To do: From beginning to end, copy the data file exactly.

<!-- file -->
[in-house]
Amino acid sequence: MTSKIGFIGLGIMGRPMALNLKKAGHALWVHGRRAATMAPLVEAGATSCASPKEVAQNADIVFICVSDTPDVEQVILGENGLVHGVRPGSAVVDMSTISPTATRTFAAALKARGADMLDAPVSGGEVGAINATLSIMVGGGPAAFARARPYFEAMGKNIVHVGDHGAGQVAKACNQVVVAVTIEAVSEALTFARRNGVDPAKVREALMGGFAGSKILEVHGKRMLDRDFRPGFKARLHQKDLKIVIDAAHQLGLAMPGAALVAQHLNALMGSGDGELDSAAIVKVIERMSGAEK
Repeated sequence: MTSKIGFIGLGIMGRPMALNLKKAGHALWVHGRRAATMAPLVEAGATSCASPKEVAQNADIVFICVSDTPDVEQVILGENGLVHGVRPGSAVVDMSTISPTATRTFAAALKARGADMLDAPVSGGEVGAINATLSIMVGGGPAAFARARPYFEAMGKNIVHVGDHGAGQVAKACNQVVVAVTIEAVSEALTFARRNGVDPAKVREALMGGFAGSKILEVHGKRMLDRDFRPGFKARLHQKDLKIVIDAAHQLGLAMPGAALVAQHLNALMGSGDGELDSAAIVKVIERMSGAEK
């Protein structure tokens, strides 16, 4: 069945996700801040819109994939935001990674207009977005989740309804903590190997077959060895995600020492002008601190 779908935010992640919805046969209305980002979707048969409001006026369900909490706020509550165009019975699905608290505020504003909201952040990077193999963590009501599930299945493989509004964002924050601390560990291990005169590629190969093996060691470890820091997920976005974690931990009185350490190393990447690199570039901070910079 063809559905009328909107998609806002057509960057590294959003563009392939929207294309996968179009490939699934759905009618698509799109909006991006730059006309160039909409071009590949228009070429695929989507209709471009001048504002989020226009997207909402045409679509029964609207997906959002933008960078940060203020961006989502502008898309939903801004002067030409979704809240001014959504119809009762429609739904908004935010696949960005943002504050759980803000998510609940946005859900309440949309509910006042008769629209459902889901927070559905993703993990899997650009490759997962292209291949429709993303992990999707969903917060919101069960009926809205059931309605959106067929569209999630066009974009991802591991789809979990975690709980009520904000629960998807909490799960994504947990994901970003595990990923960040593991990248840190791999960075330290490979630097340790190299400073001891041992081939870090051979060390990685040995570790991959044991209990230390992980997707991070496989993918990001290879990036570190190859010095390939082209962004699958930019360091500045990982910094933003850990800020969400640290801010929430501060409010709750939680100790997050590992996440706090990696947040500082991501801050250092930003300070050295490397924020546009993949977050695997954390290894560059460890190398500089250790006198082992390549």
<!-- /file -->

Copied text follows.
[in-house]
Amino acid sequence: MTSKIGFIGLGIMGRPMALNLKKAGHALWVHGRRAATMAPLVEAGATSCASPKEVAQNADIVFICVSDTPDVEQVILGENGLVHGVRPGSAVVDMSTISPTATRTFAAALKARGADMLDAPVSGGEVGAINATLSIMVGGGPAAFARARPYFEAMGKNIVHVGDHGAGQVAKACNQVVVAVTIEAVSEALTFARRNGVDPAKVREALMGGFAGSKILEVHGKRMLDRDFRPGFKARLHQKDLKIVIDAAHQLGLAMPGAALVAQHLNALMGSGDGELDSAAIVKVIERMSGAEK
Repeated sequence: MTSKIGFIGLGIMGRPMALNLKKAGHALWVHGRRAATMAPLVEAGATSCASPKEVAQNADIVFICVSDTPDVEQVILGENGLVHGVRPGSAVVDMSTISPTATRTFAAALKARGADMLDAPVSGGEVGAINATLSIMVGGGPAAFARARPYFEAMGKNIVHVGDHGAGQVAKACNQVVVAVTIEAVSEALTFARRNGVDPAKVREALMGGFAGSKILEVHGKRMLDRDFRPGFKARLHQKDLKIVIDAAHQLGLAMPGAALVAQHLNALMGSGDGELDSAAIVKVIERMSGAEK
């Protein structure tokens, strides 16, 4: 069945996700801040819109994939935001990674207009977005989740309804903590190997077959060895995600020492002008601190 779908935010992640919805046969209305980002979707048969409001006026369900909490706020509550165009019975699905608290505020504003909201952040990077193999963590009501599930299945493989509004964002924050601390560990291990005169590629190969093996060691470890820091997920976005974690931990009185350490190393990447690199570039901070910079 063809559905009328909107998609806002057509960057590294959003563009392939929207294309996968179009490939699934759905009618698509799109909006991006730059006309160039909409071009590949228009070429695929989507209709471009001048504002989020226009997207909402045409679509029964609207997906959002933008960078940060203020961006989502502008898309939903801004002067030409979704809240001014959504119809009762429609739904908004935010696949960005943002504050759980803000998510609940946005859900309440949309509910006042008769629209459902889901927070559905993703993990899997650009490759997962292209291949429709993303992990999707969903917060919101069960009926809205059931309605959106067929569209999630066009974009991802591991789809979990975690709980009520904000629960998807909490799960994504947990994901970003595990990923960040593991990248840190791999960075330290490979630097340790190299400073001891041992081939870090051979060390990685040995570790991959044991209990230390992980997707991070496989993918990001290879990036570190190859010095390939082209962004699958930019360091500045990982910094933003850990800020969400640290801010929430501060409010709750939680100790997050590992996440706090990696947040500082991501801050250092930003300070050295490397924020546009993949977050695997954390290894560059460890190398500089250790006198082992390549």